The Man, The Nuclear Engineer
Sampson remembers a career day at Morehouse College that changed his life and, “Contrary to what you read on the Internet, I did not invent the cell phone,” but was a pioneer in the technology now used in cell phones.
Sampson’s journey from Jackson, Mississippi to West Lafeyette occurred thanks to the intervention of an unknown Purdue graduate. “I was attending Morehouse in Atlanta. I went to Senior Career Day even though I was a sophomore. I spoke to a Pfizer rep, a Purdue grad who bragged about Purdue. I worked in Chicago that summer and took a bus to West Lafayette to check out Purdue. It was love at first sight,” recalled Sampson.
Purdue prepared Sampson, “Excellently. Everything I know about chemical engineering I learned at Purdue.”
While a Purdue student, Sampson was instrumental in establishing the Omega Psi Phi fraternity chapter at the university earning his Bachelor’s Degree.
From 1956-61, Sampson worked as a research chemical engineer at the U.S. Naval Weapons Center, China Lake, Calif., in high-energy solid propellants and case-bonding materials for solid-rocket motors. “The U.S. Naval Ordinance Test Station was a godsend. When I graduated from Purdue, I found many companies would not hire an African American engineer,” stated Sampson.
He earned a Master’s Degree in chemical engineering from UCLA and a Master’s Degree in nuclear engineering at the University of Illinois Urbana-Champaign.
He was a pioneer in academia becoming the first African American to earn a PhD in nuclear engineering in the United States.
Following graduate studies, Sampson joined the Aerospace Corp. in El Segundo as Project Engineer from 1967-81, then Director of Planning and Operations and Directorate of Space Test Program from 1981-87. He led senior engineer staff in every phase from planning to launching and space operation of several satellites. He was a vanguard engineer examining how to power satellites.
On July 6, 1971, Sampson was awarded a patent with George H. Miley for the invention of the gamma-electric cell, a direct-conversion energy device that converts the energy generated from the radiation of high-energy gamma rays into electricity.
Other patents include a binder system for rocket propellants and explosives and a case-bonding system for cast-composite rocket propellants, both related to the manufacturing and production of solid-propellant rocket motors.
Awards and Honoraria
During the American Institute of Chemical Engineers (AIChE) Centennial meeting held in Philadelphia in November 2008, Dr. Sampson was honored among the “Twenty Chemical Engineers in Other Pursuits.” Sampson is the recipient of a variety of awards including the Atomic Energy Commission Award (1964-1967), Black Image Award from Aerospace Corporation (1982), Blacks in Engineering, Applied Science and Education Award and Los Angeles Council of Black Professional Engineers (1983), and was named a fellow in the U.S. Navy (1962-1964).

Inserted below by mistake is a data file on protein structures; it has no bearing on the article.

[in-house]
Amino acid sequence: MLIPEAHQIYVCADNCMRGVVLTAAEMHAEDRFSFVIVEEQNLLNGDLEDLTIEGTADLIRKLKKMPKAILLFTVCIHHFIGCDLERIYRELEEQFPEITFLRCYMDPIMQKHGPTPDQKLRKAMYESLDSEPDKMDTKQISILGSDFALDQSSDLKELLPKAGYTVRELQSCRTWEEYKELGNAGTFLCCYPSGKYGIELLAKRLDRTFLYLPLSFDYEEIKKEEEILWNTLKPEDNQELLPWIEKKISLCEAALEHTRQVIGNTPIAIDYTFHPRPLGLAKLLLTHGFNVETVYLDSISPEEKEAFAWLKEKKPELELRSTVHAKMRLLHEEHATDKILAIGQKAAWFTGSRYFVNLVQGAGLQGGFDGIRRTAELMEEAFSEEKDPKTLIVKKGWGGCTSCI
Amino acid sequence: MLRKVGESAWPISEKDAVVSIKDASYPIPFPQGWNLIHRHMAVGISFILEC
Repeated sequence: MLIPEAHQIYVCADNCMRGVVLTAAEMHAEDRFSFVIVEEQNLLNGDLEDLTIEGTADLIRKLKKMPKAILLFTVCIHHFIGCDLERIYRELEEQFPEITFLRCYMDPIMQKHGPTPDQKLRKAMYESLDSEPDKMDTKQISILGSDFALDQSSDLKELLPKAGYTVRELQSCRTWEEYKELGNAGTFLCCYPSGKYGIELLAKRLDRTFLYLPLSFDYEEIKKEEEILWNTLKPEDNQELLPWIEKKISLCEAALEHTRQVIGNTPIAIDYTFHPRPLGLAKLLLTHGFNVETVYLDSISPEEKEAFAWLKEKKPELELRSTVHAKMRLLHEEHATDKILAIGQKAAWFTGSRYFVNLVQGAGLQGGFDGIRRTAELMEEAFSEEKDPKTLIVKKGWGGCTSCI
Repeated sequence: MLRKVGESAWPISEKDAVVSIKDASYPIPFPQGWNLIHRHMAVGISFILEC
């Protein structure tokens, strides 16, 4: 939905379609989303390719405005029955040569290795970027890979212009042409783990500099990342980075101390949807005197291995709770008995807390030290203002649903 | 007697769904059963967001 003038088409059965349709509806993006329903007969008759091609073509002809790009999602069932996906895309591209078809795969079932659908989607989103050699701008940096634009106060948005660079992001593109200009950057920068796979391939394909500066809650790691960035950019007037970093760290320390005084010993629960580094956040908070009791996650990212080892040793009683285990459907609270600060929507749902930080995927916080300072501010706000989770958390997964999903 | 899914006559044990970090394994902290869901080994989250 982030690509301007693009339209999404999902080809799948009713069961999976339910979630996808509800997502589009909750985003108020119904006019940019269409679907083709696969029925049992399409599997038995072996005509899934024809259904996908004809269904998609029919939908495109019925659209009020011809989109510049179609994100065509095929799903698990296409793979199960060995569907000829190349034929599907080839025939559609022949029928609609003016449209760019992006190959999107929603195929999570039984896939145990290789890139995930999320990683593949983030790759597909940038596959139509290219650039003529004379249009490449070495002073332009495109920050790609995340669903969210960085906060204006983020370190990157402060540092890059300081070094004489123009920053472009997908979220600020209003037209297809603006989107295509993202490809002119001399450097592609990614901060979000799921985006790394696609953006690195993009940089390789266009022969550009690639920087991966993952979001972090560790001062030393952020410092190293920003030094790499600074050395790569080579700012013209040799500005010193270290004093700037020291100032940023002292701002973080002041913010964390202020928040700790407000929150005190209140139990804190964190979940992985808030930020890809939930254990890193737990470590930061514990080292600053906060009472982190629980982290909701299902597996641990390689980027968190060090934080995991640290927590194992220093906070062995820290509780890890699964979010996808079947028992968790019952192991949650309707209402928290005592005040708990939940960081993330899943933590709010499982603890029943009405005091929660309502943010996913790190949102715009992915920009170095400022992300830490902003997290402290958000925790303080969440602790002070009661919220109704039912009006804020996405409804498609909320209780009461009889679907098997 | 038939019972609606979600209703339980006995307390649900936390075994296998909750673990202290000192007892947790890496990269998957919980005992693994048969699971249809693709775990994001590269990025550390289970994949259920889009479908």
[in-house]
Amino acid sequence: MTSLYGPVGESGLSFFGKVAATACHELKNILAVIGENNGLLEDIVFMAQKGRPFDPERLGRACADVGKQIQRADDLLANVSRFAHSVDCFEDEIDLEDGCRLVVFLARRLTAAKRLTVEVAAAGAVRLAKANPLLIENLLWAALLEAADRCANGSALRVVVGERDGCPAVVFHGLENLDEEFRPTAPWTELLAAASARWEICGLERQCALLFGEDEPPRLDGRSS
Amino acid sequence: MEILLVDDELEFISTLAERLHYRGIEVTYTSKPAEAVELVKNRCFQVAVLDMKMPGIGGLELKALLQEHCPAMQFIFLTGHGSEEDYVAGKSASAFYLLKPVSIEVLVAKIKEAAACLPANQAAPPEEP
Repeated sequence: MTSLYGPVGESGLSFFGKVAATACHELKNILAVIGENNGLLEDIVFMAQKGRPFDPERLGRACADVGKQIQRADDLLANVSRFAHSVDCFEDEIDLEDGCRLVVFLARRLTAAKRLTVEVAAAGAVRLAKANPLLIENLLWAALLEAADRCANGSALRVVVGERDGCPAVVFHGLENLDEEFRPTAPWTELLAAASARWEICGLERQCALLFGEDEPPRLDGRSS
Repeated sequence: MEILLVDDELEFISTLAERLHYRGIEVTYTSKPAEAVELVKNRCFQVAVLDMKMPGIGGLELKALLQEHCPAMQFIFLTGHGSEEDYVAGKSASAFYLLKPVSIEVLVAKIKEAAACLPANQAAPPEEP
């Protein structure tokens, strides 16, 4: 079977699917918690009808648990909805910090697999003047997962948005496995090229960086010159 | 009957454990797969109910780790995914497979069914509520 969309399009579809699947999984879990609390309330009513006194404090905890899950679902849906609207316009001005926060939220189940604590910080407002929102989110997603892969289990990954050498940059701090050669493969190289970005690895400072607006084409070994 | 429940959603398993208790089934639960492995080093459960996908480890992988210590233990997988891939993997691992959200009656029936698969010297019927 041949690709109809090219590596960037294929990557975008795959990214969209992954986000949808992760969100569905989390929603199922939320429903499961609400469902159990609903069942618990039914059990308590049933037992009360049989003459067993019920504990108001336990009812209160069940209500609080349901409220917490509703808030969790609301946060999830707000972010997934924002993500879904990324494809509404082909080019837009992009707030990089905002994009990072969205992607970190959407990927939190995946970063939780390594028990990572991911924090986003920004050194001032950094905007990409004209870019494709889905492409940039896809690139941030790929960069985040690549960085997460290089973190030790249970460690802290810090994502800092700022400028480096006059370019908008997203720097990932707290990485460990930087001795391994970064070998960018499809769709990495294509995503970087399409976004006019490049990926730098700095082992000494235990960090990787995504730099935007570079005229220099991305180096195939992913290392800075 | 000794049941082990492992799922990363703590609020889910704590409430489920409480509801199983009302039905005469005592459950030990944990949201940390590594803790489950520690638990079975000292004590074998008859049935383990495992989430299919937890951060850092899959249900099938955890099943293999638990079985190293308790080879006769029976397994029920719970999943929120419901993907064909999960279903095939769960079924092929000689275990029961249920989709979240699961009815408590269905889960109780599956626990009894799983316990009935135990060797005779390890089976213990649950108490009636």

As for the Distinguished Engineering Alumnus award (2013), Sampson says it’s “very special because I consider Purdue the starting point of my engineering profession. It was there I took an elective course in nuclear engineering that inspired me to pursue my graduate degrees in nuclear engineering,” Sampson once recalled.
Sampson is a frequently cited authority on the contributions of African Americans in cinema and performing arts in the U.S. His seven books include a two-volume set, “Blacks in Black Face: A Source Book on Early Black Musical Shows” (released in June of 2014), and several reference books examining the frequently overlooked contributions of African Americans in American stage and cinema from the end of the Civil War to the beginning of the radio and TV age.
Sampson succumbed to respiratory failure and pneumonia on June 4, 2015. A memorial service will be held on July 11, 2015, 10:00 a.m. at 2221 Palos Verdes Drive North, Rolling Hills Estates, CA 90274. At his request, Sampson wished to be cremated with his ashes being scattered in the Pacific Ocean off the Palos Verdes peninsula. A burial at sea will be held on Sunday, July 12, 2015 beginning at 8 a.m.
Dr. Sampson leaves to cherish his memory, his wife Dr. Laura Howzell Young-Sampson, an associate professor at California State University-San Bernardino, College of Education.